OCD and Intrusive Thoughts: Signs, Symptoms, and Treatment
Intrusive "Bad" Thoughts
Do you sometimes have embarrassing, frightful thoughts that just pop into your mind for no apparent reason?
Do these thoughts contain imagery of harming yourself or someone close to you?
Are you ashamed of these thoughts and afraid to talk about them because you fear being judged?
If you answered yes to these questions, you may suffer from a condition called intrusive thoughts.
If You Need Help
If you are concerned that you may hurt yourself or someone else, please call 800-273-TALK, dial 911, or go to your local emergency room.
What Are Intrusive Thoughts?
In plain-speak, intrusive thoughts are a series of words or images (or both) that enter into your mind against your will. They sometimes come rapidly and often in flashes.
If you are experiencing a great deal of anxiety or are under unusual stress, intrusive thoughts can become exacerbated. These symptoms are commonly explored as part of anxiety counseling and therapy.
Intrusive thoughts can come in a variety of themes. Generally speaking however, these themes fall into one of three distinct categories, according to the most recent research:
Note: You may have some or none of these thoughts. Each person experiences intrusive thoughts differently. Think of these in categories in broad terms.
Categories of Intrusive Thoughts
Category I: Violence
Category II: Sexual
Category III: Spiritual
Violence against others
Violence against God
Violence to Self
Violent sexual behavior
Violence/Intimacy with Saints
Violent "Bad" Thoughts
1. Thoughts involving violence
Under this category, violent thoughts can pop into your mind about harming someone close to you. This could mean striking the person or using an object to inflict pain.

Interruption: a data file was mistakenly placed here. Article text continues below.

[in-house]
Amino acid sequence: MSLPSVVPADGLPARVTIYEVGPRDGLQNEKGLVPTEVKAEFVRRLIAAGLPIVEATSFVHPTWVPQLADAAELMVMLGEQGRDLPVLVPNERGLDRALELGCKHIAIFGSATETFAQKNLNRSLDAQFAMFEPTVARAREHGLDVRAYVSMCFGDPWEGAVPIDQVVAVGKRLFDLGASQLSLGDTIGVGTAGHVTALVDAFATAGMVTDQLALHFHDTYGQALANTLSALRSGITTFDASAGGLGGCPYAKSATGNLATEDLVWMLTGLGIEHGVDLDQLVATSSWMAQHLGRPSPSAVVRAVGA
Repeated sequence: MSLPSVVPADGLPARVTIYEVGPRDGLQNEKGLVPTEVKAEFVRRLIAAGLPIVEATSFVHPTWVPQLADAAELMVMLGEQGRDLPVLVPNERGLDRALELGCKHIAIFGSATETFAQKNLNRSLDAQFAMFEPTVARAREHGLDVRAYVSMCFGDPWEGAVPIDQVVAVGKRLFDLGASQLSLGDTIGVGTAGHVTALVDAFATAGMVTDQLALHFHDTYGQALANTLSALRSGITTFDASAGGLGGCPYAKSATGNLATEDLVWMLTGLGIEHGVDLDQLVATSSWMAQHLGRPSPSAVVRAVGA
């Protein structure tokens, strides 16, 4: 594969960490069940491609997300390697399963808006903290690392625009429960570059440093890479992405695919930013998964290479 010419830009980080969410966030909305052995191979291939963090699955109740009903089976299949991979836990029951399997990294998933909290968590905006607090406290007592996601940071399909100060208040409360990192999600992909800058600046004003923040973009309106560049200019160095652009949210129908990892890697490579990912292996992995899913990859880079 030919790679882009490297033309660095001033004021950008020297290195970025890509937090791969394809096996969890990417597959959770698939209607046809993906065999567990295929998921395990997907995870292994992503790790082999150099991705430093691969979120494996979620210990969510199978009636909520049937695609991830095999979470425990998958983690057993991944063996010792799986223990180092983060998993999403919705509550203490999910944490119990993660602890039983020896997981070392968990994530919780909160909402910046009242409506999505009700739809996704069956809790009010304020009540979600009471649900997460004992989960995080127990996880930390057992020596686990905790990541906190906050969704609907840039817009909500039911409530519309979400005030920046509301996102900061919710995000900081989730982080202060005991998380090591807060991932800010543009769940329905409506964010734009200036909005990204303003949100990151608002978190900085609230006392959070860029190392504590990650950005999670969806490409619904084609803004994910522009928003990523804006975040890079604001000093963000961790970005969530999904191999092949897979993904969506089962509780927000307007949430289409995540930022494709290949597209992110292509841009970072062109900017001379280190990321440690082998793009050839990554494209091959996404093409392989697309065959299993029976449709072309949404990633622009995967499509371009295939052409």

Violent thoughts can also involve something bad happening to someone close to you in the form of an accident.
An example might be your child being hit by a car or your spouse slipping on ice.
Here are some common themes researchers found when surveying college students:
- Harming elderly people
- Wishing harm to someone close
- Strong impulses to harm a child or animal
- Impulses to verbally and/or physically abuse someone.
2. Thoughts involving sexual behavior
This category in particular brings a great deal of shame to the person suffering from intrusive thoughts.
Words and imagery connected to this category usually involve some type of sexual aggression or inappropriate behavior with others. An example might be touching a stranger.
Here is what researchers found as general themes for some people under this category:
- Kissing parents, strangers and other inappropriate people
- Intercourse in different forms with the above mentioned
- Violence involved with intercourse
3. Anti-Spiritual Thoughts
Anti-spiritual thoughts are also called Blasphemous thoughts. These thoughts run counter-intuitive to a person’s spiritual beliefs. If you identify with or were raised in the Christian faith, your intrusive thoughts may center on violations against God.
If you identify or were raised in the Jewish or Muslim faith, your intrusive thoughts may involve compliance issues with laws or rituals.
The research is somewhat scarce here but generally speaking, anti-spiritual thoughts can contain the following imagery: